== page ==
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Praying to the Trail Gods:

As we got closer to the South Egremont Road Junction, my dad and I could make out a red cooler with a couple gallons of water sitting next to it. I had been secretly hoping for some trail magic (when kind folks leave supplies by the trailhead for hikers) and by the looks of it, the Trail Gods had delivered!

Duh, duh, duh…nope.

Unfortunately, when we got close enough to inspect the cooler and water gallons, they were all empty.

Not sure what to do, we hung out by the parking lot for a few minutes debating our next step.

We still had another 8.2 miles to go before reaching camp for the night and we definitely did not have enough water between the two of us to stay hydrated for the remainder of the hike.

My dad suggested we try and hitchhike to a local store, but I really didn’t want to do that for a couple of reasons.

One, I don’t like hitchhiking. Even though I’ve done it a bunch of times and it always turned out ok, I generally hate the idea of getting in a car with a complete stranger. I mean, that makes sense, right?

Two, because I didn’t want to lose any more sunlight hours.

As it was, we were already cutting it close with the mileage we had left and the difficult terrain that was ahead of us: we still had to cross June Mountain before reaching the Tom Leonard Shelter, where we were planning to stay for the night.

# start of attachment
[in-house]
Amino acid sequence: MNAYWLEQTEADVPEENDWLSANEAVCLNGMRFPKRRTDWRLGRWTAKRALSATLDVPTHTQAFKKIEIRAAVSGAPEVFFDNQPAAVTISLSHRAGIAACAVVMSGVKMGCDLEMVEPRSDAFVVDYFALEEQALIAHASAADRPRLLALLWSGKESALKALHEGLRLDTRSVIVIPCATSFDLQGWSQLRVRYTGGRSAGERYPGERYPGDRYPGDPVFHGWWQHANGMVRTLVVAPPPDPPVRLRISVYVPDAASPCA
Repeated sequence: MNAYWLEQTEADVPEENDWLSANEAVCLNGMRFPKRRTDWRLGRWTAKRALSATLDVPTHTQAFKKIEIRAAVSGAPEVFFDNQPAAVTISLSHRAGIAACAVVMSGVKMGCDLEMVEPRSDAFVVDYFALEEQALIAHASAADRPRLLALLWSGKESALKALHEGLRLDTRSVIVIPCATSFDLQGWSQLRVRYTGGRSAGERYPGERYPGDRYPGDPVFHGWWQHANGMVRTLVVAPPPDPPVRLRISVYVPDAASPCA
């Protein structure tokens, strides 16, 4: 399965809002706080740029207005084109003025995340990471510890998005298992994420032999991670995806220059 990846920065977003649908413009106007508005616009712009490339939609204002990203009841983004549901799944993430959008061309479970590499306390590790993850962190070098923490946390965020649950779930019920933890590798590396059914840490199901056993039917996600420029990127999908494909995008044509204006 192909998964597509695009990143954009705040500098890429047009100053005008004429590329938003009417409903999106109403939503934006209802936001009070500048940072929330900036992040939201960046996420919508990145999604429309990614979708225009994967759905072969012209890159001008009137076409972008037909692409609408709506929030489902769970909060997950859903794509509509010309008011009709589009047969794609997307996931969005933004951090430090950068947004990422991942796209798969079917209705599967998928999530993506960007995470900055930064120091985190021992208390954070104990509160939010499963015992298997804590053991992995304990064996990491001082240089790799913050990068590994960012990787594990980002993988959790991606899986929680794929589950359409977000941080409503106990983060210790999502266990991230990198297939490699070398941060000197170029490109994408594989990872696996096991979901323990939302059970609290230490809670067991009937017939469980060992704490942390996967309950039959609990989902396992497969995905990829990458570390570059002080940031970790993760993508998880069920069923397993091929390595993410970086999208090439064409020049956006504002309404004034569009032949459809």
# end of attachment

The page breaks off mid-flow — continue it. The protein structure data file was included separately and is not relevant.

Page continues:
We decided to get back on the trail and hope that a water source would present itself in the next couple of miles.

If not, then we could always turn back to this spot and eventually someone would drive by who could help. Cell phone service was spotty, but I’m sure that if we walked on the street long enough, we’d reach an area where we could call for help.

Back on the trail with no water

So, off we went. We crossed South Egremont Junction and then walked across a beautiful piece of property with a healthy cornfield and then re-entered the woods. It was within this first mile of re-entering the woods that my dad and I started to bicker:

Me: “Why didn’t you bring more water? I totally said before we left that you should bring more water!”

My dad: “I have my water filter and I thought for sure we would’ve found a natural water source by now!”

Me: “Well we didn’t and now what are we going to do?!?  Do we keep going and run the risk of not finding water, or do we turn back and throw in the towel on this hike, admitting defeat. Soul crushing defeat. Blah. Blah. Blah.” (I can be super annoying sometimes).

My dad: (looking over my shoulder): “Holy shit, is that water”

Me: “Wait, what? Holy shit, yeah!”

About a 100 meters off of the trail was a small stream, barely noticeable beneath the leaves, but definitely deep enough for us to skim some water.

Had we not taken the time to stand there and argue, then we never would’ve seen it…

Excited, we took about a 30 minute break to restock.

While my dad filtered water for us, I explored the area and took some pics – obviously

(This is a continuation post. To start at the beginning of this section hike, visit Sages Ravine Northbound)